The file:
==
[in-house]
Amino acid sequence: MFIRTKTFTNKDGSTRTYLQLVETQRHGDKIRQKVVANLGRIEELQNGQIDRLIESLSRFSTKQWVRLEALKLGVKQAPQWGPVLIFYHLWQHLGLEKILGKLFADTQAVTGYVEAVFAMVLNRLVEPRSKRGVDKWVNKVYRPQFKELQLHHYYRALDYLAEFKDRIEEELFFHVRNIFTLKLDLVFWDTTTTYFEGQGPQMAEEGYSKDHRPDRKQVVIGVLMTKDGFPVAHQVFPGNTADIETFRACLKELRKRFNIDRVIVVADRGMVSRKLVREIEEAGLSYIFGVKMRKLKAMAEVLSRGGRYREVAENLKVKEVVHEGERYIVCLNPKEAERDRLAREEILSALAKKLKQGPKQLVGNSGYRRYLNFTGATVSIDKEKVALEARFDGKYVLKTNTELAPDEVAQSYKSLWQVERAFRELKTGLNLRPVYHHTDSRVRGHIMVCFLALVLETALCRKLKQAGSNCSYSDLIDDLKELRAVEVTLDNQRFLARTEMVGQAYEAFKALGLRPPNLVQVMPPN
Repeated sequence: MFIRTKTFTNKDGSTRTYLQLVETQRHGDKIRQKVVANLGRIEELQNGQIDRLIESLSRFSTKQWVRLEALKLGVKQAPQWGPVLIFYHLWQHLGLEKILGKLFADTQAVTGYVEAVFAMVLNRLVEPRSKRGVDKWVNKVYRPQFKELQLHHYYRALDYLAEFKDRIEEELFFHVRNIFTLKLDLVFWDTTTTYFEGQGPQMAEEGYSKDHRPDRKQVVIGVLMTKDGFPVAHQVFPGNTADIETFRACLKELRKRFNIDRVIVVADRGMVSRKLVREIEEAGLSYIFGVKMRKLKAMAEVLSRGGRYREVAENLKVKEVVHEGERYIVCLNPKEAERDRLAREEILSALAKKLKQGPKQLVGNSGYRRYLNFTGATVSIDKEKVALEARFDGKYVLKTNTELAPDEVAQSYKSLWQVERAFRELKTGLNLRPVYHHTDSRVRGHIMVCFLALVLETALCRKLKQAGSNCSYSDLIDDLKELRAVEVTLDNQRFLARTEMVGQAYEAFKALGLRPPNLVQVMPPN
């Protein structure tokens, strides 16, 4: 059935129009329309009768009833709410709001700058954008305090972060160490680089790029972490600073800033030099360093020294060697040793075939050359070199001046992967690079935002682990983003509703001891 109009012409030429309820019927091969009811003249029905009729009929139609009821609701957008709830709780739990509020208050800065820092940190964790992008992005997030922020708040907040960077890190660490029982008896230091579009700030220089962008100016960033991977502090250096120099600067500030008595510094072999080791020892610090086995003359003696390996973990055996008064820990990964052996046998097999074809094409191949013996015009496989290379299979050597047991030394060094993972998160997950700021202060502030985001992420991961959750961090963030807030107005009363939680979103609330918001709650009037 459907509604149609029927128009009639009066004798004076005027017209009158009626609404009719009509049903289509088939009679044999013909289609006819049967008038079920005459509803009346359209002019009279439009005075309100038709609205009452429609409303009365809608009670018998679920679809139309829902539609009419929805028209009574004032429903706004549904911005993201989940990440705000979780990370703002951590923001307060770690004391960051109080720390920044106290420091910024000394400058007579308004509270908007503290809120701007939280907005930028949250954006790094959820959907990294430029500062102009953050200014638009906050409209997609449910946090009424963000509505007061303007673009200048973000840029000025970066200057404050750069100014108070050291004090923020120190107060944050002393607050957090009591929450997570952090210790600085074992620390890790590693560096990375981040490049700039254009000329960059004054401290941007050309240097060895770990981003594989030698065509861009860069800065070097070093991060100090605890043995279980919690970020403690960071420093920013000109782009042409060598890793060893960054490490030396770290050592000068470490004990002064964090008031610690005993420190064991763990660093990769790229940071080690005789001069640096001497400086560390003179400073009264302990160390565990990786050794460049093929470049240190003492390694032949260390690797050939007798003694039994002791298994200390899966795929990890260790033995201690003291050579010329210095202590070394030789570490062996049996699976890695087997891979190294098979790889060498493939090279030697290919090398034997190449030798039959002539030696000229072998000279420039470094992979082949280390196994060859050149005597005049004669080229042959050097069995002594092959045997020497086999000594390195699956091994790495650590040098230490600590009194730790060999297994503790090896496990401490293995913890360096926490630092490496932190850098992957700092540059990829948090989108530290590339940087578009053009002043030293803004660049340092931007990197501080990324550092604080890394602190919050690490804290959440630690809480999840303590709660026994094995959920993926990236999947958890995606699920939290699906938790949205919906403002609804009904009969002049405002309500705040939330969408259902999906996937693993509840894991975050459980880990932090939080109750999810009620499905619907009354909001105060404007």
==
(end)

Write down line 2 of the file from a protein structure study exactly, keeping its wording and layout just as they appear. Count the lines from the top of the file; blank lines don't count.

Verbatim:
Amino acid sequence: MFIRTKTFTNKDGSTRTYLQLVETQRHGDKIRQKVVANLGRIEELQNGQIDRLIESLSRFSTKQWVRLEALKLGVKQAPQWGPVLIFYHLWQHLGLEKILGKLFADTQAVTGYVEAVFAMVLNRLVEPRSKRGVDKWVNKVYRPQFKELQLHHYYRALDYLAEFKDRIEEELFFHVRNIFTLKLDLVFWDTTTTYFEGQGPQMAEEGYSKDHRPDRKQVVIGVLMTKDGFPVAHQVFPGNTADIETFRACLKELRKRFNIDRVIVVADRGMVSRKLVREIEEAGLSYIFGVKMRKLKAMAEVLSRGGRYREVAENLKVKEVVHEGERYIVCLNPKEAERDRLAREEILSALAKKLKQGPKQLVGNSGYRRYLNFTGATVSIDKEKVALEARFDGKYVLKTNTELAPDEVAQSYKSLWQVERAFRELKTGLNLRPVYHHTDSRVRGHIMVCFLALVLETALCRKLKQAGSNCSYSDLIDDLKELRAVEVTLDNQRFLARTEMVGQAYEAFKALGLRPPNLVQVMPPN